In the large traceries are the IHS (the first three letters of the Greek spelling of Jesus) and the Alpha and Omega, (the first and last letters of the Greek alphabet) which signify that Jesus is the beginning and end of all things. All these emblems are linked together by oak branches, the emblem of virtue, force and strength.
The colourful banners around the walls have been made recently as part of a scheme which in 2007 is ongoing. The themes are based on the Bible and reflect the seasons.
JBW Sep 2007
Copies of a more in depth guide and history leaflet are available from within the church.
A Brief History
How old is the Church? How long have there been Christians in Grays?
Pretty certainly the local people were Christians in Roman times 1,700 years ago, but later Saxon immigrants were pagans and a Christian community may not have been re-established until well into the 7th century
The first firm evidence comes in 1040 A.D. when a Priest, Wulfstan the Wild One, inherited the Manor of Thurrock, and then in 1086, a Chaplain, Godwin of Thurrock witnessed a grant at South Ockendon.
There is no evidence of a Saxon church either in documents or in the existing structure, although an earlier building may have been demolished. The earliest architectural style identified in the present structure and in old drawings is Norman, and it has been concluded that the present building dates from a few years either side of 1,100 and was built by the Peverels, who were then Lords of the Manor.
We know that the church existed before 1160, for it was given to the Knights Hospitallers of St.John of Jerusalem by William de Ferrers sometime between 1152 and 1159. William Ferrers had come into possession of the Church and Manor by marrying Margaret the daughter of William Peverel and grand-daughter of the first Norman Lord of the Manor. William de Ferrers not only gave away the Church "for the safety of my soul, and for that of my wife, and for those of my predecessors and heirs" but also sold the Manor at about the same time to Isaac, son of Josce the Rabbi, showing concern for both his spiritual and earthly needs.
The manor came into the hands of the King probably on Isaac’s death. This may have been a method of collecting death duties from those who were not the King’s subjects whereby their lands were confiscated and then sold back to the heir at a substantial discount. It was Isaac's son who sold the Thurrock manor to Henry de Grey in 1194. So started the long association of the de Grey family with the area, which was to give its name to Grays Thurrock.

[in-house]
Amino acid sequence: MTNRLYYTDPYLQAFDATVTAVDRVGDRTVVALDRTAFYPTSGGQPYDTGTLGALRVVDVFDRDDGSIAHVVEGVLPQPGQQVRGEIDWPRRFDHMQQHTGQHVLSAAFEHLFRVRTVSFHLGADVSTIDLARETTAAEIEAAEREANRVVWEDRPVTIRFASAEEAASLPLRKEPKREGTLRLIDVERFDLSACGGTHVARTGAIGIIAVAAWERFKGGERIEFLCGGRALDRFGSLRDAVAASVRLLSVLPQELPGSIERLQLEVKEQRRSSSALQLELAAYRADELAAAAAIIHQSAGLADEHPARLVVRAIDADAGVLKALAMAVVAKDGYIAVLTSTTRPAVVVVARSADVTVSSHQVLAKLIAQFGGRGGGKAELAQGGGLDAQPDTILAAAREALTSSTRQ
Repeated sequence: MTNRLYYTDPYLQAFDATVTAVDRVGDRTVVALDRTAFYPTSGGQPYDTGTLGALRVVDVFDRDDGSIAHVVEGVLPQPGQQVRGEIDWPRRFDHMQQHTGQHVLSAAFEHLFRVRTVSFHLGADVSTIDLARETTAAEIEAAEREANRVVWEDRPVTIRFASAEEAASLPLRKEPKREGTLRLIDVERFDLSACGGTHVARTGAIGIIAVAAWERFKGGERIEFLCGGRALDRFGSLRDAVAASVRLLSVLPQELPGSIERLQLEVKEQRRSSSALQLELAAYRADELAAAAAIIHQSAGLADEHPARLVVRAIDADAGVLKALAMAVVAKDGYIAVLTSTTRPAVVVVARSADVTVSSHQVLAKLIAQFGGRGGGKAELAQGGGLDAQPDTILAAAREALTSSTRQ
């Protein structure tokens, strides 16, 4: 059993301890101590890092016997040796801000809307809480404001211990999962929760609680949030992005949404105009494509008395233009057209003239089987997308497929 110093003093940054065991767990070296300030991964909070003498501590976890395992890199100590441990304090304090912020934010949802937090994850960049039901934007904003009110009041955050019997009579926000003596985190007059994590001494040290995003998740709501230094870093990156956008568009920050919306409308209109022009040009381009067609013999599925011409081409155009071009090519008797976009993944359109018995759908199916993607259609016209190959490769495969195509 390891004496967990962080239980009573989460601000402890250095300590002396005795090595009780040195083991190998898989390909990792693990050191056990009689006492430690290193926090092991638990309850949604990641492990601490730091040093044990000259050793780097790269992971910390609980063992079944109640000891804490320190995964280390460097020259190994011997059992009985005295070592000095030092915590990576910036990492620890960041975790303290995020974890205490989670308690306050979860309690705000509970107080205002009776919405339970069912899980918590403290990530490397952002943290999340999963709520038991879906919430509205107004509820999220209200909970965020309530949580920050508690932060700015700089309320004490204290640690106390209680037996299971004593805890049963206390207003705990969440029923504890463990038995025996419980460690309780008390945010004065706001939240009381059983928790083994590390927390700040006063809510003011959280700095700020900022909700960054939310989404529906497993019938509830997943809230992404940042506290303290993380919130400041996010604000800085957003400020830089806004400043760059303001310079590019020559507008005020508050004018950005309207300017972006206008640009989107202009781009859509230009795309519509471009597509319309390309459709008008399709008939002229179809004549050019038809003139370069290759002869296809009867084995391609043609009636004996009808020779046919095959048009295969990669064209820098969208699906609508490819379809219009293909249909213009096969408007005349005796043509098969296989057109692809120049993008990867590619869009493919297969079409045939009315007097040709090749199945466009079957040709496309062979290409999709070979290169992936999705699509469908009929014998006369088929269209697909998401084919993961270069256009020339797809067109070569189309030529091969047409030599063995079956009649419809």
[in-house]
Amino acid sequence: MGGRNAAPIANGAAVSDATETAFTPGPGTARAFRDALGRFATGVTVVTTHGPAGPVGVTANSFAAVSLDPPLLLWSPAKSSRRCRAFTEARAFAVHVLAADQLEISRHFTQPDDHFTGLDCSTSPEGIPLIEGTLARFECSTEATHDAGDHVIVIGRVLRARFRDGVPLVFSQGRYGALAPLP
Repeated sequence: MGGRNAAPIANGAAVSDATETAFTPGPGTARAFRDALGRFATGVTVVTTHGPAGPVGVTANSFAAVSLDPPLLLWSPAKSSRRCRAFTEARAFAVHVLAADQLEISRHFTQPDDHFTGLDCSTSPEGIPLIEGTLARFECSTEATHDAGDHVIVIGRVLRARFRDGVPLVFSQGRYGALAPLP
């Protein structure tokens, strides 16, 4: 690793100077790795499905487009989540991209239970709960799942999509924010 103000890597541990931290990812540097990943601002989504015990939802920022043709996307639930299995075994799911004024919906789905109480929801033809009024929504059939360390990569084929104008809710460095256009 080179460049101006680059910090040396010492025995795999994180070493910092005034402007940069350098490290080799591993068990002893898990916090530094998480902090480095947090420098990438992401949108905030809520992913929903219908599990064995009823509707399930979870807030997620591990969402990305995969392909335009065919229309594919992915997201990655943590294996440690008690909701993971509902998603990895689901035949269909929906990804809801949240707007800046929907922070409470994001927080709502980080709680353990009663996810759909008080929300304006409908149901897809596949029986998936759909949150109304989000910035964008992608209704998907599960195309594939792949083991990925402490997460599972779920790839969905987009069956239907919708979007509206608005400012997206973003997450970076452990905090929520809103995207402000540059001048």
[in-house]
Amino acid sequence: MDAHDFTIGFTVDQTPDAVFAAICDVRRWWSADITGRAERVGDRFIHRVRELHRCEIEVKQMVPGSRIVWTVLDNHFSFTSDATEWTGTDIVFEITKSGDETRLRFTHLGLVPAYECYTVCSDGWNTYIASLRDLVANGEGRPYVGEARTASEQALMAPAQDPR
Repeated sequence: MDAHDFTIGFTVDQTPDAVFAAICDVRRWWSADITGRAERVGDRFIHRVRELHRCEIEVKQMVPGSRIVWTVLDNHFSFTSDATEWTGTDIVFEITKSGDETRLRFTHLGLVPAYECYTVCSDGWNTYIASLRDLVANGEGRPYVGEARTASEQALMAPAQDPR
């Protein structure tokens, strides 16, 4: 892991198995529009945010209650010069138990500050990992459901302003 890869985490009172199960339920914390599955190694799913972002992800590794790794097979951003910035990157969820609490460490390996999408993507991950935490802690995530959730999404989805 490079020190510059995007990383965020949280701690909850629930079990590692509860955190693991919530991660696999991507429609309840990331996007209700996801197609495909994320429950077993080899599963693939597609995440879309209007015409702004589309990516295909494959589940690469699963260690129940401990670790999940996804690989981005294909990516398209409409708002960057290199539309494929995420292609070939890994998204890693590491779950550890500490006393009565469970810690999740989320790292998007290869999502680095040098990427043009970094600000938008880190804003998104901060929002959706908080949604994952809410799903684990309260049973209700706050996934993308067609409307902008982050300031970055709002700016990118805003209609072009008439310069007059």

Returning to the story of the building, the oldest part consists of the present chancel and the part of the nave to a point a few feet west of the south door. The south chapel (now the organ chamber) is entered through an arch which is dated to 1280-90 and this has caused some authorities to date the chapel's construction to that time. However at least two 19th century drawings show early Norman round-headed windows in its east and west walls and it is more likely that the arch was introduced in order to improve access to the chapel and that the chapel dates from the original construction of the church, or even before, for it was the manorial chapel. The tower was added at about 1230.
No additions took place whilst the church was in the care of the Knights Hospitallers, nor were they needed since the town was growing only slowly. In fact much of the income from the Parish went specifically to support the Priory at Clerkenwell.
For 300 years after the Order was suppressed in 1540, the repair of the church was the main concern. The tower needed urgent repair in 1685, and the top part was taken down and rebuilt in 1722 and again in 1770 and it was rotten and unsafe in 1846.
We now come to the two major re-constructions. In the early 19th century the population of the small market town of Grays was growing with the growth of industry and the church had to provide more accommodation. In 1846 the nave was extended to 50'10" from the chancel arch and a gallery was added. This was not big enough by 1867 and the nave was extended again to its present length and the north aisle added. It is supposed with reasonable certainty that the intention at the time was to add a south aisle when the population growth required it. However the need was resolved by building new churches, All Saint's in William Street, designated in 1886 and later, St. John's in College Road, now in Victoria Avenue.